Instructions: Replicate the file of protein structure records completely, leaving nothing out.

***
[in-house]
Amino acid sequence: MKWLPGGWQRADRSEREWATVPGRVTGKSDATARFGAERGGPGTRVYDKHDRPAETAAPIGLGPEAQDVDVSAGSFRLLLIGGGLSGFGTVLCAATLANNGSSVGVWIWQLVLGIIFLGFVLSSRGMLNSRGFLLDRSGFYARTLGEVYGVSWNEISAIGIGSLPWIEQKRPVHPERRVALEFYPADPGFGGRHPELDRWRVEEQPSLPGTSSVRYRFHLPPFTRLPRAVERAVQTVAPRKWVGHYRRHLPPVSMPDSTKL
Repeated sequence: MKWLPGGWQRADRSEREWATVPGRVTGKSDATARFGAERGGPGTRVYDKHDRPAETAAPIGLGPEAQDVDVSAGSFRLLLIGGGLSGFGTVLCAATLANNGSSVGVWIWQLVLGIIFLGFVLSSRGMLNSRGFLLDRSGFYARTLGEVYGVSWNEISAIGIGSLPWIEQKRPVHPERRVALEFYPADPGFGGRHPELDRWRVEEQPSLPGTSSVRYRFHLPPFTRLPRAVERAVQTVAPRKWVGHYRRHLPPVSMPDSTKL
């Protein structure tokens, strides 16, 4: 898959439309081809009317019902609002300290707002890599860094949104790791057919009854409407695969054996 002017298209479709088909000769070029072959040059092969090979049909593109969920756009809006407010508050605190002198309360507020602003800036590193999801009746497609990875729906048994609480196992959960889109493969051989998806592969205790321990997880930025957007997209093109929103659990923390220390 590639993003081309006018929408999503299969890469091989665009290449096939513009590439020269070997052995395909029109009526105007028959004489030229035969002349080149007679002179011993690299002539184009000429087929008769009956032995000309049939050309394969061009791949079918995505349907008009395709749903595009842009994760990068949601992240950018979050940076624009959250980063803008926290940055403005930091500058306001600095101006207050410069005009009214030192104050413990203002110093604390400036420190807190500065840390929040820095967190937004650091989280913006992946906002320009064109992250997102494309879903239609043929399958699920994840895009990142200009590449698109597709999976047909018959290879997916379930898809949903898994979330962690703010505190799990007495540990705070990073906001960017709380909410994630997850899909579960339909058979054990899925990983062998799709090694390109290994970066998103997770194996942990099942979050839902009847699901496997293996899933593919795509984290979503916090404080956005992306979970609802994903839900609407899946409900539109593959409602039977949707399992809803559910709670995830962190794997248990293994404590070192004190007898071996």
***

[in-house]
Amino acid sequence: MKWLPGGWQRADRSEREWATVPGRVTGKSDATARFGAERGGPGTRVYDKHDRPAETAAPIGLGPEAQDVDVSAGSFRLLLIGGGLSGFGTVLCAATLANNGSSVGVWIWQLVLGIIFLGFVLSSRGMLNSRGFLLDRSGFYARTLGEVYGVSWNEISAIGIGSLPWIEQKRPVHPERRVALEFYPADPGFGGRHPELDRWRVEEQPSLPGTSSVRYRFHLPPFTRLPRAVERAVQTVAPRKWVGHYRRHLPPVSMPDSTKL
Repeated sequence: MKWLPGGWQRADRSEREWATVPGRVTGKSDATARFGAERGGPGTRVYDKHDRPAETAAPIGLGPEAQDVDVSAGSFRLLLIGGGLSGFGTVLCAATLANNGSSVGVWIWQLVLGIIFLGFVLSSRGMLNSRGFLLDRSGFYARTLGEVYGVSWNEISAIGIGSLPWIEQKRPVHPERRVALEFYPADPGFGGRHPELDRWRVEEQPSLPGTSSVRYRFHLPPFTRLPRAVERAVQTVAPRKWVGHYRRHLPPVSMPDSTKL
């Protein structure tokens, strides 16, 4: 898959439309081809009317019902609002300290707002890599860094949104790791057919009854409407695969054996 002017298209479709088909000769070029072959040059092969090979049909593109969920756009809006407010508050605190002198309360507020602003800036590193999801009746497609990875729906048994609480196992959960889109493969051989998806592969205790321990997880930025957007997209093109929103659990923390220390 590639993003081309006018929408999503299969890469091989665009290449096939513009590439020269070997052995395909029109009526105007028959004489030229035969002349080149007679002179011993690299002539184009000429087929008769009956032995000309049939050309394969061009791949079918995505349907008009395709749903595009842009994760990068949601992240950018979050940076624009959250980063803008926290940055403005930091500058306001600095101006207050410069005009009214030192104050413990203002110093604390400036420190807190500065840390929040820095967190937004650091989280913006992946906002320009064109992250997102494309879903239609043929399958699920994840895009990142200009590449698109597709999976047909018959290879997916379930898809949903898994979330962690703010505190799990007495540990705070990073906001960017709380909410994630997850899909579960339909058979054990899925990983062998799709090694390109290994970066998103997770194996942990099942979050839902009847699901496997293996899933593919795509984290979503916090404080956005992306979970609802994903839900609407899946409900539109593959409602039977949707399992809803559910709670995830962190794997248990293994404590070192004190007898071996």